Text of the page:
Paleobiolinguistic Atlas of New World Crops by Cecil H. Brown, Charles R. Clement, Patience Epps, Eike Luedeling, and Søren Wichmann
Abstract: This online atlas uses the approach of paleobiolinguistics (PBL) to compile maps charting places and dates of Native American prehistoric interest in New World crops such as maize, squash, and beans. PBL maps for 31 different crops are presented.
PBL employs the comparative method of historical linguistics to reconstruct the biodiversity known to human groups of the remote, unrecorded past. Comparison of words for biological species from languages of the same language family facilitates reconstruction of the biological vocabulary of the family’s ancient proto-language. This study uses PBL to establish where and when 31 New World crops developed significance for different prehistoric Native American groups. This entails mapping in both time and geographic space proto-languages for which words for these taxa reconstruct. The atlas includes proto-languages ancestral to all major demonstrated New World language families such as Proto-Algic (North America), Proto-Otomanguean (Middle America), and Proto-Arawakan (South America), and also proto-languages for most minor families.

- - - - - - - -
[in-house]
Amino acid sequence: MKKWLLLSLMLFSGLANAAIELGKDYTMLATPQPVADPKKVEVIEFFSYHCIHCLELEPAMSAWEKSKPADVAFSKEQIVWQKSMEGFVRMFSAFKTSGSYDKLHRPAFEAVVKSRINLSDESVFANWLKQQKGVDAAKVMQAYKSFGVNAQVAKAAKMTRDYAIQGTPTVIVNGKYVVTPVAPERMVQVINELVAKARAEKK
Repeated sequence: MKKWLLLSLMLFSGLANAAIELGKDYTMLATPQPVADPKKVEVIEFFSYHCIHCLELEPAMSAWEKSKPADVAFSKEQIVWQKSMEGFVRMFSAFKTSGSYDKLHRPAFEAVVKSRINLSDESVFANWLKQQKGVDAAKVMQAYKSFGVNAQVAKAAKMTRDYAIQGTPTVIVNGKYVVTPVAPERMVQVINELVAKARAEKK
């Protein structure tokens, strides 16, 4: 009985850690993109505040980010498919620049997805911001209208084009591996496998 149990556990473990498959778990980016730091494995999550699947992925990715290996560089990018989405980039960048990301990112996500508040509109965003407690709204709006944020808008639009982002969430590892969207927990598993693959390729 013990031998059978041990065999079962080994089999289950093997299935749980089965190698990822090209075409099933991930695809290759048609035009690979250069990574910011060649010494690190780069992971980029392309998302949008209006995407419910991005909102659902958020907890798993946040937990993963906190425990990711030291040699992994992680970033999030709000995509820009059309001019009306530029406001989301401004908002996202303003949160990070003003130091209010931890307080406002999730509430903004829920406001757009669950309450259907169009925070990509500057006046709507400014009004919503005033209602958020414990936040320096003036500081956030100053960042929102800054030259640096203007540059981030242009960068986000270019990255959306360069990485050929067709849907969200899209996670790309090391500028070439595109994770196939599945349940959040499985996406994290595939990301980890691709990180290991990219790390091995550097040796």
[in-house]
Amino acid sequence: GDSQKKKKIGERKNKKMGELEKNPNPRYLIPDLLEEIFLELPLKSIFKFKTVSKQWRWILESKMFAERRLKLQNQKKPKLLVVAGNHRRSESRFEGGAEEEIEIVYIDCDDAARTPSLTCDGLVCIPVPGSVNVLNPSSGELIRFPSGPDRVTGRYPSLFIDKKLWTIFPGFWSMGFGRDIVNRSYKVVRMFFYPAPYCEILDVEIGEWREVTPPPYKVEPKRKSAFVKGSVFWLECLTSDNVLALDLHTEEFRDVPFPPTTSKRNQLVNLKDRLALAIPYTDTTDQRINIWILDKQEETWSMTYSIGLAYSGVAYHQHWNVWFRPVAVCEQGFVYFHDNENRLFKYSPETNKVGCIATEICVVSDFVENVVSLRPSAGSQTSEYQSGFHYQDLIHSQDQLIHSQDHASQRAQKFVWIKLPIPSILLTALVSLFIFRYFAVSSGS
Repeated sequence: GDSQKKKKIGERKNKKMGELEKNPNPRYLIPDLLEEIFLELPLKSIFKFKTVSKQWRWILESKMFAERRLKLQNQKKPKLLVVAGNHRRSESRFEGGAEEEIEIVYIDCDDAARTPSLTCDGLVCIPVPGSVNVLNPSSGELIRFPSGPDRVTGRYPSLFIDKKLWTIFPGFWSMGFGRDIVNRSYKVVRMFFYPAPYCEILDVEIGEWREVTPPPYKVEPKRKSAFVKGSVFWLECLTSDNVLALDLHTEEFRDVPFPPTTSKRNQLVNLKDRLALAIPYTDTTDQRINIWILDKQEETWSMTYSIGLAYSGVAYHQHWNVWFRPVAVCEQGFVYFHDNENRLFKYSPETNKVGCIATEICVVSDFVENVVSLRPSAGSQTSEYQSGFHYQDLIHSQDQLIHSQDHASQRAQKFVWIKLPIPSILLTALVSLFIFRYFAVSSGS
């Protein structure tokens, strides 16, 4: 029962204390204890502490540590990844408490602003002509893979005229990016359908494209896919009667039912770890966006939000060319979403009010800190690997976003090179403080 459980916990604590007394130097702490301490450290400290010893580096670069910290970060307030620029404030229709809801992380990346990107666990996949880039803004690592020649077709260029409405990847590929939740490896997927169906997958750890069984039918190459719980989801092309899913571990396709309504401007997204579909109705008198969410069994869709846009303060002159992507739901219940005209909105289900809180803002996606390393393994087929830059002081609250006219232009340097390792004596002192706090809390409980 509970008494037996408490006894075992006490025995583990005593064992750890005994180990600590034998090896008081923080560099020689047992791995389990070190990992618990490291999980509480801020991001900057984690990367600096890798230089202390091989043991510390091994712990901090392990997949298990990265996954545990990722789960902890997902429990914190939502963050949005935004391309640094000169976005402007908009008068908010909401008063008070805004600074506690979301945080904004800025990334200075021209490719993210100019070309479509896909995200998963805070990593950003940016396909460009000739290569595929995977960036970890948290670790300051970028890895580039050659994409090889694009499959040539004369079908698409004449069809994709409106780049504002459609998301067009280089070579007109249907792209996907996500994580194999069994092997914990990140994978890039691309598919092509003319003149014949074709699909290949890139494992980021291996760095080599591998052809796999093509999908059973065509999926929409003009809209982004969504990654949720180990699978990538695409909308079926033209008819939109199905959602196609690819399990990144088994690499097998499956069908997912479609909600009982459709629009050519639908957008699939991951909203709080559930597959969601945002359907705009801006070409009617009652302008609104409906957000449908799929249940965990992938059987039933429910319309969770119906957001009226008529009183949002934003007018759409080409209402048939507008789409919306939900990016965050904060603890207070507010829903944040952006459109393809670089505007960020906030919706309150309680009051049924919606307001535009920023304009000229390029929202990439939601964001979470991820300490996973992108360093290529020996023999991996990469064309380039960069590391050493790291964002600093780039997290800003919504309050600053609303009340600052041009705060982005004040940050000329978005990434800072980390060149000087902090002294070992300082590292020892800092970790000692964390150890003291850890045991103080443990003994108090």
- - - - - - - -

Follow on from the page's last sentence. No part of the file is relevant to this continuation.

Each crop is treated in an individual chapter where its PBL maps are presented. These include chapters on Annatto (Bixa orellana), Avocado (Persea americana), Banisterium (Banisteriopsis caapi), Bean (Phaseolus spp.), Brazil Nut (Bertholletia excelsa), Breadnut Tree (Brosimum alicastrum), Cacao (Theobroma cacao), Century Plant (Agave spp.), Chili Pepper (Capsicum spp.), Coca (Erythroxylum coca), Cotton (Gossypium spp.), Genipap (Genipa americana), Goosefoot (Chenopodium spp.), Guava (Psidium guajava), Hog Plum (Spondias spp.), Kapok (Ceiba pentandra), Maize (Zea mays), Mamey Apple (Pouteria sapota), Manioc (Manihot esculenta), Papaya (Carica papaya), Peach Palm (Bactris gasipaes), Peanut (Arachis hypogaea), Pickle Tree (Byrsonima crassifolia), Pigweed (Amaranthus hybridus), Pineapple (Ananas comosus), Pricklenut Tree (Guazuma ulmifolia), Prickly Pear (Opuntia spp.), Squash (Cucurbita spp.), Sweet Potato (Ipomoea batatas), Tobacco (Nicotiana spp.), and Vegetable Pear (Sechium edule). Chapter discussions include information on crops relating to domestication and dispersal as provided by archeobotanists and plant geneticists. Also, general chapters are included of a comparative nature presenting conclusions concerning the development and history of New World agriculture based on PBL and other data.